10 Interesting facts about Serbia

1. Surnames

Most of Serbian last names end on „ić“. This suffix can be compared with Irish prefix „O’“, Nordic suffix „son“ or „dotir“, Hingarian „fi“, Bulgarian „ev/a“ or „ov/a“, Turkish „oglu“ and can be translated as „the offspring“, and is a genuine Serbian patronymic. Hence, Serbian last names remain always the same both for sons and daughters.

2. Raspberry

Serbia is the largest exporter of raspberry in the world – almost 95% of raspberries sold in the world originate from Serbia. Not only that, but Serbia used to be the largest exporter of plums and prunes; and its potential is coming back to life in the past several years. It is estimated that by 2017 Serbia will be the leader in plum, apple and pear export in Europe.

3. Roman emperors

18 Roman emperors were born on the land which is today Serbia. This is about 20% of all the Roman emperors. The most famous of them was definetely Constantine the Great, Roman emperor who declared Christianity as official religion. Not only that, but Serbia is a home of one of 4 Roman capitals – ancient city of Sirmium, today’s Sremska Mitrovica.

4. Vampire

The only Serbian word that is accepted and used across the world is “vampire”.

5. Clocks

The Serbian clock-making industry is even older than the world-famous Swiss one. The Serbs had their own clock 600 years before the Swiss did.

6. Ancient Belgrade

Belgrade is one of the oldest cities in Europe, with excavations confirming that the settlements continuously existed here for at least 7000 years. Not far from Belgrade center, at the outskirts of the city, one can find remnants of two of the most prominent cultures in Bronze Age – Vinča and Starčevo cultures. These cities were pioneers in trade throughout Europe and Middle East, and their potential was in trade with vulcanic glass – obsidian.

7. Serbian army

It took Serbian army only 18 days to breach the Thessaloniki front in 1918. French, Greek, Italian and British army – although outnumbering Serbian army – didn’t manage to do it in months. The breach of Thessaloniki front meant a complete disaster of Austro-Hungaria and Bulgaria. French general and supreme commander of the Allied armies on Thessaloniki front was overwhelmed with Serbian courage that he declared if he had had such men in other Allied armies – the war wouldn’t even have broken loose. It has been recorded that Serbian army liberated their homeland so quickly that the allied armies weren’t able to distribute supplies to them so fast.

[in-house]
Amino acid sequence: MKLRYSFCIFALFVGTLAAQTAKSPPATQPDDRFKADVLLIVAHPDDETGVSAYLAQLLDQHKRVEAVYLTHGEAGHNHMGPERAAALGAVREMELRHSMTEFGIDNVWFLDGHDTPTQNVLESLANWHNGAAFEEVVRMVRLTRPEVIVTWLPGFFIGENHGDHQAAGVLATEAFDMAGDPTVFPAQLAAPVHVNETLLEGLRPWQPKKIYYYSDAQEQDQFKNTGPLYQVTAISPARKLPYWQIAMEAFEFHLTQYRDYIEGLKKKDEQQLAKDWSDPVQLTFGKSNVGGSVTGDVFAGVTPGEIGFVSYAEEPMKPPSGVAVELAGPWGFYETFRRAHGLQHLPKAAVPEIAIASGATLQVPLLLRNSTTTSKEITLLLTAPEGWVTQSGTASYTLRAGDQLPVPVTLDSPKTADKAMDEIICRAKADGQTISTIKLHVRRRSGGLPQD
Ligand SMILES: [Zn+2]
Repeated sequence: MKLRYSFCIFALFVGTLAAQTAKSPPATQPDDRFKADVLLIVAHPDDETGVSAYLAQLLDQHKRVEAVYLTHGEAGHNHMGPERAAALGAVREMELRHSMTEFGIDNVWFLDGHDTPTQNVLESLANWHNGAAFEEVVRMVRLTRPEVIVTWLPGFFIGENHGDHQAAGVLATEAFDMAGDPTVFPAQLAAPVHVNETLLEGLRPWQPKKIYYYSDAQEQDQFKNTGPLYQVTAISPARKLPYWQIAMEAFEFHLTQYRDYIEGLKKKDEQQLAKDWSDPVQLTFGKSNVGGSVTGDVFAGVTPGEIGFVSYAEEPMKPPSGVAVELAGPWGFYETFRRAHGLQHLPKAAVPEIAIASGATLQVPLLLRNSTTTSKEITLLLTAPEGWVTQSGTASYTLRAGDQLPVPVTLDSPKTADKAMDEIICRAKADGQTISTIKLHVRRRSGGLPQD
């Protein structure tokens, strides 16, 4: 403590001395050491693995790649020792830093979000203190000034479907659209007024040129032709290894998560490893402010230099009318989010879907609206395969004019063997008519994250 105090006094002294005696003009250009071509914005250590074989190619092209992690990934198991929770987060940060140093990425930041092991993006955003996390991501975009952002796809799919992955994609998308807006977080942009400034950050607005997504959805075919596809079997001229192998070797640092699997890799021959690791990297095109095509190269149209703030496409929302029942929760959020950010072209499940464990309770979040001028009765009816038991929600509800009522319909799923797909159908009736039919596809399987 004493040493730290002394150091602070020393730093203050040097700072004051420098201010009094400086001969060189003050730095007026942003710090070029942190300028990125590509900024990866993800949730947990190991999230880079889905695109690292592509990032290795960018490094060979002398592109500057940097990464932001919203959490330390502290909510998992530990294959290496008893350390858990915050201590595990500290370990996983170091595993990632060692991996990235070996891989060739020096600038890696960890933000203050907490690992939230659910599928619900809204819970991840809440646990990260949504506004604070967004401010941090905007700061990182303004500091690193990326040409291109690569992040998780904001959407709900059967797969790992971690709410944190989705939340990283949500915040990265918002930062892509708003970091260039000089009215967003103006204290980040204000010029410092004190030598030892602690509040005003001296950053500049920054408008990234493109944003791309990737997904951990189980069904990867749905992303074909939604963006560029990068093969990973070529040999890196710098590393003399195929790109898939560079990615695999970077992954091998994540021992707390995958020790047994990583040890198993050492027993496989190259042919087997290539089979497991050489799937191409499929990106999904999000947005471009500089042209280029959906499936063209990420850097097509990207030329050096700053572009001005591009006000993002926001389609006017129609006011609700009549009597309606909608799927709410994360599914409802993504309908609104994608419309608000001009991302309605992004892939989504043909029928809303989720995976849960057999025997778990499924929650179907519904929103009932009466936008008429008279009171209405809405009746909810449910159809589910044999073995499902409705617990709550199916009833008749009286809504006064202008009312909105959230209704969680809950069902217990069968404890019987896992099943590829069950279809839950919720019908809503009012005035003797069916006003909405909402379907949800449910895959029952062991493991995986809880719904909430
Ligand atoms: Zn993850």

8. Language

Serbian language was one of the four official languages in Ottoman Empire. Not only this, but Serbia gave several notable Great Veziers and dozens of generals to the Ottomans. On the other hand, Serbian dukes in Austria and Russia were known as the greatest enemies of Ottoman Empire. Thanks to this, it was quite usual to have battles between two Serbian generals on different sides.

9. Science

Serbs gave to the world some of the most respecting scientists ever: Nikola Tesla, a wonder-man whose ingenious inventions are still being ahead of time; Mihajlo Pupin, physicist and chemist whose ideas on telecommunications are still breathtaking; Milutin Milankovic, mathematician, astronomer, climatologist, geophysicist, civil engineer whose climatological researches spread all over the solar system and inventor of the most accurate calendar with declination of only 2,75 seconds per astronomical year…

10. Hospitality

It is not only our proverb – according to the international polls, Serbs are statistically the most hospitable nation in the world. This custom is highly implemented in our legacy, and can be traced to the ancient Slavic belief that the host wouldn’t gain any favor of gods if he didn’t show hospitality to a guest.

Share Article

3 replies on “10 Interesting facts about Serbia

  • Meyra

    Vampir kelimesi Türkçe kökenlidir. Bu konuda dünya Türkoloji makalelerini okursanız yanlış bilgi vermekten kaçınırsınız.
    Bir Türkolog

    Reply
    • Stefan Barjaktarevic

      It is originally a central Asian/Turkic word, but it became popular via the Serbian language. Also, the original Turkic word “upir”, etc. describes a completely different being and has nothing to do with what we call today a “vampire”. Even in modern Turkish or Kyrgyz language, the modern vampire is called “vampir”, not upir or anything like that.

      bir etnolog

  • joao soares dos santos

    É muito bom saber que a Sérvia tem costumes e aspectos culturais semelhantes aos do Brasil. Parabens pela pagina, foi de grande utilidade para minha pesquisa sobre os paises que participam da copa.

    Reply

Leave a Reply

Your email address will not be published. Required fields are marked *